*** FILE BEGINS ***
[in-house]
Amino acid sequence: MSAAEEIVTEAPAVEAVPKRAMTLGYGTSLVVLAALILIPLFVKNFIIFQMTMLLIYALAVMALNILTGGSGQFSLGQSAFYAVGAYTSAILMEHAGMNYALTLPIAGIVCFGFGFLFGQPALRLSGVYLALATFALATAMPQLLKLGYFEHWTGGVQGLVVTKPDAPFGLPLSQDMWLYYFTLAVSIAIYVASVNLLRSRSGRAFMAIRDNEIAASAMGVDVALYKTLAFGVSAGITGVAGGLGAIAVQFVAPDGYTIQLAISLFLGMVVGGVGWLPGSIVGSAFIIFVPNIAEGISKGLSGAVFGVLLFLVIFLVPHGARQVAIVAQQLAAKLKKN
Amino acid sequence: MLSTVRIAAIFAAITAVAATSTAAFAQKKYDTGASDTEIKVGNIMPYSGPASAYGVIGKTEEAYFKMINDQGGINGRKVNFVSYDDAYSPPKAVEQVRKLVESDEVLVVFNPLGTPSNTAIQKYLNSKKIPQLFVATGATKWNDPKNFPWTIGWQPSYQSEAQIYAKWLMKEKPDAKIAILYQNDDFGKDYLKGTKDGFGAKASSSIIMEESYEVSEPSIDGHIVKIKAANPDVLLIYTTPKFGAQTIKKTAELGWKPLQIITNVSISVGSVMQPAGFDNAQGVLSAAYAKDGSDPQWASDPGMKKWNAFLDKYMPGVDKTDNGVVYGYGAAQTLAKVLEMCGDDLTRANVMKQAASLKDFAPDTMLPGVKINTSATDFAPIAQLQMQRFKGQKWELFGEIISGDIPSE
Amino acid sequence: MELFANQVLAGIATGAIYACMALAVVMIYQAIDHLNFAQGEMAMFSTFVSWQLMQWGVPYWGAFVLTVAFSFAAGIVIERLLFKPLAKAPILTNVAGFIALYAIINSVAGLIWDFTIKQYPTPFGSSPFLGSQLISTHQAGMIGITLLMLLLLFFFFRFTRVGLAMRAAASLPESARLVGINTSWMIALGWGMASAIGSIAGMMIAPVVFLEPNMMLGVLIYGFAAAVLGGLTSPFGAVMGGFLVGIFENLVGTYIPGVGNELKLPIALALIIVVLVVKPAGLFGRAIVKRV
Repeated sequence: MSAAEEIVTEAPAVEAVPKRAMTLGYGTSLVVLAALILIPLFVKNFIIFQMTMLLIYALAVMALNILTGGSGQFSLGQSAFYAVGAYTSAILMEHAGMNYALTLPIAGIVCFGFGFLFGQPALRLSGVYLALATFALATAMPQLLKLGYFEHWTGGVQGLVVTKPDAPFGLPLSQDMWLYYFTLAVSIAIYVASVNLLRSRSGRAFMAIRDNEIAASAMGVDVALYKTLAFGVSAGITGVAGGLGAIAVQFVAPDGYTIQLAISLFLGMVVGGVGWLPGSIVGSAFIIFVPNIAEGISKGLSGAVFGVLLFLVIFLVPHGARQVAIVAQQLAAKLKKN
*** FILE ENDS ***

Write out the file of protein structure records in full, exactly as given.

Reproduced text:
[in-house]
Amino acid sequence: MSAAEEIVTEAPAVEAVPKRAMTLGYGTSLVVLAALILIPLFVKNFIIFQMTMLLIYALAVMALNILTGGSGQFSLGQSAFYAVGAYTSAILMEHAGMNYALTLPIAGIVCFGFGFLFGQPALRLSGVYLALATFALATAMPQLLKLGYFEHWTGGVQGLVVTKPDAPFGLPLSQDMWLYYFTLAVSIAIYVASVNLLRSRSGRAFMAIRDNEIAASAMGVDVALYKTLAFGVSAGITGVAGGLGAIAVQFVAPDGYTIQLAISLFLGMVVGGVGWLPGSIVGSAFIIFVPNIAEGISKGLSGAVFGVLLFLVIFLVPHGARQVAIVAQQLAAKLKKN
Amino acid sequence: MLSTVRIAAIFAAITAVAATSTAAFAQKKYDTGASDTEIKVGNIMPYSGPASAYGVIGKTEEAYFKMINDQGGINGRKVNFVSYDDAYSPPKAVEQVRKLVESDEVLVVFNPLGTPSNTAIQKYLNSKKIPQLFVATGATKWNDPKNFPWTIGWQPSYQSEAQIYAKWLMKEKPDAKIAILYQNDDFGKDYLKGTKDGFGAKASSSIIMEESYEVSEPSIDGHIVKIKAANPDVLLIYTTPKFGAQTIKKTAELGWKPLQIITNVSISVGSVMQPAGFDNAQGVLSAAYAKDGSDPQWASDPGMKKWNAFLDKYMPGVDKTDNGVVYGYGAAQTLAKVLEMCGDDLTRANVMKQAASLKDFAPDTMLPGVKINTSATDFAPIAQLQMQRFKGQKWELFGEIISGDIPSE
Amino acid sequence: MELFANQVLAGIATGAIYACMALAVVMIYQAIDHLNFAQGEMAMFSTFVSWQLMQWGVPYWGAFVLTVAFSFAAGIVIERLLFKPLAKAPILTNVAGFIALYAIINSVAGLIWDFTIKQYPTPFGSSPFLGSQLISTHQAGMIGITLLMLLLLFFFFRFTRVGLAMRAAASLPESARLVGINTSWMIALGWGMASAIGSIAGMMIAPVVFLEPNMMLGVLIYGFAAAVLGGLTSPFGAVMGGFLVGIFENLVGTYIPGVGNELKLPIALALIIVVLVVKPAGLFGRAIVKRV
Repeated sequence: MSAAEEIVTEAPAVEAVPKRAMTLGYGTSLVVLAALILIPLFVKNFIIFQMTMLLIYALAVMALNILTGGSGQFSLGQSAFYAVGAYTSAILMEHAGMNYALTLPIAGIVCFGFGFLFGQPALRLSGVYLALATFALATAMPQLLKLGYFEHWTGGVQGLVVTKPDAPFGLPLSQDMWLYYFTLAVSIAIYVASVNLLRSRSGRAFMAIRDNEIAASAMGVDVALYKTLAFGVSAGITGVAGGLGAIAVQFVAPDGYTIQLAISLFLGMVVGGVGWLPGSIVGSAFIIFVPNIAEGISKGLSGAVFGVLLFLVIFLVPHGARQVAIVAQQLAAKLKKN